I am sure that the Minister will agree that all the matters that we discussed recently in a television debate were conceived by the industry. The cornerstone of the new licence amendment is a code of practice that will be supervised by the ICSTIS. It is a new code but, in effect, it is only the old code in a new wrapping. The first code has gone by the board. There have been three codes in three years and we are told that this one will solve all the problems. It seeks to provide monitoring of the multiline chatlines, when up to a dozen people engage in what is mostly banal conversation, but which can be dangerous. It envisages age control, where young people below a certain age will be barred from using the service. It also envisages compensation for high bills.

I shall first deal with monitoring. In 1987 there was a chatline called Talk about, which was owned by British Telecom. It was taken out of service after a great deal of controversy and after much heartache for many families. When the controversy was at its height, the Liverpool city council trading standards office made a fetish of monitoring—almost 24 hours a day.

British Telecom was persuaded to carry out an almost one-to-one monitoring exercise. It is nonsense to suggest that monitoring can solve the problems about which I am speaking. I shall show how many people have become involved in monitoring. It will then become clear that it is nonsense to suggest that monitoring can solve the problem.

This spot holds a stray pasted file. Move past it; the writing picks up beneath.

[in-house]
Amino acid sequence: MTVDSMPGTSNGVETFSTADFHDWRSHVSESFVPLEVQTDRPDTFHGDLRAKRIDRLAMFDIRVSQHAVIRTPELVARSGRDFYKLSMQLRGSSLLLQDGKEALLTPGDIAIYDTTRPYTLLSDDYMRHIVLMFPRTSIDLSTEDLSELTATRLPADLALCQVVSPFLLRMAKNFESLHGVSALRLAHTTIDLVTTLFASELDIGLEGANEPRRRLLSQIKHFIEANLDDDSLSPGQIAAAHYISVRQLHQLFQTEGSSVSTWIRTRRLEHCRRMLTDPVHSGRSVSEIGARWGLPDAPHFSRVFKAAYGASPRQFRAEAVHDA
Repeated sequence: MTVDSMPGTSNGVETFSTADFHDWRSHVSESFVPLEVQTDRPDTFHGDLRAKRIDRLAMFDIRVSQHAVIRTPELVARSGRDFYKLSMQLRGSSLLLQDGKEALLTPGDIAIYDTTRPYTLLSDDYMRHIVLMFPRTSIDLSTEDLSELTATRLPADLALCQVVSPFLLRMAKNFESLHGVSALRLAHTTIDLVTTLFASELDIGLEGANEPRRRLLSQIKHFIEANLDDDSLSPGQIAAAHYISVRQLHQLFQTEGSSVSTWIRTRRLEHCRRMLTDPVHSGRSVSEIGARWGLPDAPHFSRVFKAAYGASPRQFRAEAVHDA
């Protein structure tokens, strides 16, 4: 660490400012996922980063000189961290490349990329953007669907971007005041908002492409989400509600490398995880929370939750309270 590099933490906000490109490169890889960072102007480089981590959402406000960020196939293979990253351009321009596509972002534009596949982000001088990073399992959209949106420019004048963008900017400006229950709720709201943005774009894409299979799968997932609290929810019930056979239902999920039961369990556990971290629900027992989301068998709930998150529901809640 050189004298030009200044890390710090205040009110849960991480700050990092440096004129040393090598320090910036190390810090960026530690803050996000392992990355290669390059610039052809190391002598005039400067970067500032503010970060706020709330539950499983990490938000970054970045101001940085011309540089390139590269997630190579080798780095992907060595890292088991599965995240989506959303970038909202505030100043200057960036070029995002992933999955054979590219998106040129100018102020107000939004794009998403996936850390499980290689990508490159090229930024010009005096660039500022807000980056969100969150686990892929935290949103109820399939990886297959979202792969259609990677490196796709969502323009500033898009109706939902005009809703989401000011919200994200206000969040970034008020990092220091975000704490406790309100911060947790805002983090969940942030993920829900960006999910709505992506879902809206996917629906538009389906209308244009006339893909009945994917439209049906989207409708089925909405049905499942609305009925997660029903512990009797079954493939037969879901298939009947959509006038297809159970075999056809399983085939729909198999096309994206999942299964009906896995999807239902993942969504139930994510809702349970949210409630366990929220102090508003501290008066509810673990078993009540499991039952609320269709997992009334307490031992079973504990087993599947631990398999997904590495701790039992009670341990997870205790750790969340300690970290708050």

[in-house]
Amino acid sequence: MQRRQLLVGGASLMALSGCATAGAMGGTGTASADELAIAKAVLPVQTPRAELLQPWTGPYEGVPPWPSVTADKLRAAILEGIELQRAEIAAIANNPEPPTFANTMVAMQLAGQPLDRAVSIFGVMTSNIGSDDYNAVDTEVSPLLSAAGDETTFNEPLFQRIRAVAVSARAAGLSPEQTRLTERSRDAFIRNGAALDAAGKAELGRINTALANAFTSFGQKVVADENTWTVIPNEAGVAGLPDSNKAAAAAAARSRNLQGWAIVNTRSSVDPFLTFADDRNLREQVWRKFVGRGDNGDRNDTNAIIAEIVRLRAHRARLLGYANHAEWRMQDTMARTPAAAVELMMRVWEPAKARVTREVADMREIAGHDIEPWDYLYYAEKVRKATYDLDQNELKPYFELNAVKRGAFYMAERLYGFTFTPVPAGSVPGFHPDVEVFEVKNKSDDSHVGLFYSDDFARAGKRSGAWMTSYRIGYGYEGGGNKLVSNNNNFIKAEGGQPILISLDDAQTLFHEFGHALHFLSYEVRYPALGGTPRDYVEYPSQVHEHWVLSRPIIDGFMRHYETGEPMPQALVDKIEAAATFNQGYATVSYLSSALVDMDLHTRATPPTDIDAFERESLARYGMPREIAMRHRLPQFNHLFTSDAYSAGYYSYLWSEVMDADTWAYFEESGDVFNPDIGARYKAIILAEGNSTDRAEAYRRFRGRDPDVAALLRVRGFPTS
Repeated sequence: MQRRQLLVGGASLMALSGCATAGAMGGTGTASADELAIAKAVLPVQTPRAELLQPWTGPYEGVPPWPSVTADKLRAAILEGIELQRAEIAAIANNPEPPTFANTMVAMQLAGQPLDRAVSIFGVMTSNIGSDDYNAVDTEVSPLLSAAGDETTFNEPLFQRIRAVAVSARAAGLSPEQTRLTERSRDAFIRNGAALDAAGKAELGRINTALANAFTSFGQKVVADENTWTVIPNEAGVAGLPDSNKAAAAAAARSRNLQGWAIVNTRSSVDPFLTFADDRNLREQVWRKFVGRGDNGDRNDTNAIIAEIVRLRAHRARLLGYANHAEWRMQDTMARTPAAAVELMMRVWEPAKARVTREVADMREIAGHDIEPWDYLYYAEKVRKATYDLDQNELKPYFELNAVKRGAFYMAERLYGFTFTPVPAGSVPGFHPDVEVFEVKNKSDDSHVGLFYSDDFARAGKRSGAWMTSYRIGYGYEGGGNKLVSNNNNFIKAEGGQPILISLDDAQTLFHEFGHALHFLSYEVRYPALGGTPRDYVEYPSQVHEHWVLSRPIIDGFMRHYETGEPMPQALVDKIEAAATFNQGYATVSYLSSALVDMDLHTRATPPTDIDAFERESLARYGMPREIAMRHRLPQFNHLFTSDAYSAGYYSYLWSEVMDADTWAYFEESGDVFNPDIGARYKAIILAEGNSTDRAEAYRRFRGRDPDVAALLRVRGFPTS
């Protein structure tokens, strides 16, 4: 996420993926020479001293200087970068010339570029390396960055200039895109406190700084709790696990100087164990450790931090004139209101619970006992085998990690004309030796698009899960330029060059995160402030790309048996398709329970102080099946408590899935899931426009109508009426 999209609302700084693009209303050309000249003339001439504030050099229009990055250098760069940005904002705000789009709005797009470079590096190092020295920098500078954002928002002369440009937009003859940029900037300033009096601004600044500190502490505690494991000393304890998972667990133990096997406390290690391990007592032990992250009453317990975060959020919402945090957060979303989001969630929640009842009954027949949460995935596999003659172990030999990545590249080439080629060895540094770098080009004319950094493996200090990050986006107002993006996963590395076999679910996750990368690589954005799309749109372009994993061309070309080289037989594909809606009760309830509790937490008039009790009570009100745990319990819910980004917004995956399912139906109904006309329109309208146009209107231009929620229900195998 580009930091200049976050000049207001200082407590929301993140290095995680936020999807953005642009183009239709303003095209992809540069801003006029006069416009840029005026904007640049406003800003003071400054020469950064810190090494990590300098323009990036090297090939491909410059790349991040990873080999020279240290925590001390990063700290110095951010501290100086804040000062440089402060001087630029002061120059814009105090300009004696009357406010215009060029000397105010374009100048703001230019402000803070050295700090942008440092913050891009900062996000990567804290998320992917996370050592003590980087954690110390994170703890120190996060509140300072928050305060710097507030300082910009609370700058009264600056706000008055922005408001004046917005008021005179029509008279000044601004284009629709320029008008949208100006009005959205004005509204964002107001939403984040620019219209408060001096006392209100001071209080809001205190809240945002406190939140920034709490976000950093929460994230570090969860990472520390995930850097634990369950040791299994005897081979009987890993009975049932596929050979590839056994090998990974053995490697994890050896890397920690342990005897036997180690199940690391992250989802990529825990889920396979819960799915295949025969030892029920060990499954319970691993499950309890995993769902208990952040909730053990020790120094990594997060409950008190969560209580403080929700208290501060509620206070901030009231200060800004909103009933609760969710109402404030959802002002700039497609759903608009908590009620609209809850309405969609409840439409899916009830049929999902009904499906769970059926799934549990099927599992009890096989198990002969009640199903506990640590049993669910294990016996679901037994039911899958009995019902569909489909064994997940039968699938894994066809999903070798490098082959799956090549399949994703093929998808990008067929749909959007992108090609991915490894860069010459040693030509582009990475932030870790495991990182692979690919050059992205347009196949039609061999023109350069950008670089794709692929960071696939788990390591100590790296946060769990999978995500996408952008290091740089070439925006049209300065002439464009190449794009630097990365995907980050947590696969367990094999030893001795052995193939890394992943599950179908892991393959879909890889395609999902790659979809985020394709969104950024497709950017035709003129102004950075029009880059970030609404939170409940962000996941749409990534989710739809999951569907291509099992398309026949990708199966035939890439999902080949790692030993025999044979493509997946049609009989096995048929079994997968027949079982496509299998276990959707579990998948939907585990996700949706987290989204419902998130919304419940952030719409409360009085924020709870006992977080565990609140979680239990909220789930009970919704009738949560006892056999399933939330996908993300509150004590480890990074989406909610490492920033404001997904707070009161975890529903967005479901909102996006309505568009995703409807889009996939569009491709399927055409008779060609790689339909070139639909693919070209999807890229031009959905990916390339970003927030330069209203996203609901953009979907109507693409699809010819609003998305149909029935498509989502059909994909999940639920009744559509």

It is suggested that age control will help. How in goodness can a telephone monitor judge that a girl is younger than 14, 15, 16 or 17? Publicans cannot do it. Sophisticated as some youngsters are, it will be virtually impossible to do it on the telephone. In other words, age control is another nonsense which has been dreamt up by the industry to protect its profits.

The most ludicrous proposal is the so-called compensation scheme. That idea came from the industry when families were driven into debt with telephone bills of £4,000, £5,000 and a record £7,000 because youngsters had used the telephone without consent. If a compensation scheme could overcome that, I would be the first to say that it should be given a try.

If a product or service, before being delivered into the market place, needs a compensation scheme to underpin it or to make it legitimate, the service or goods in question cannot be worth a candle. Again, the industry creating protection for itself dreamed that idea up and it was taken on board by the Director General of Oftel.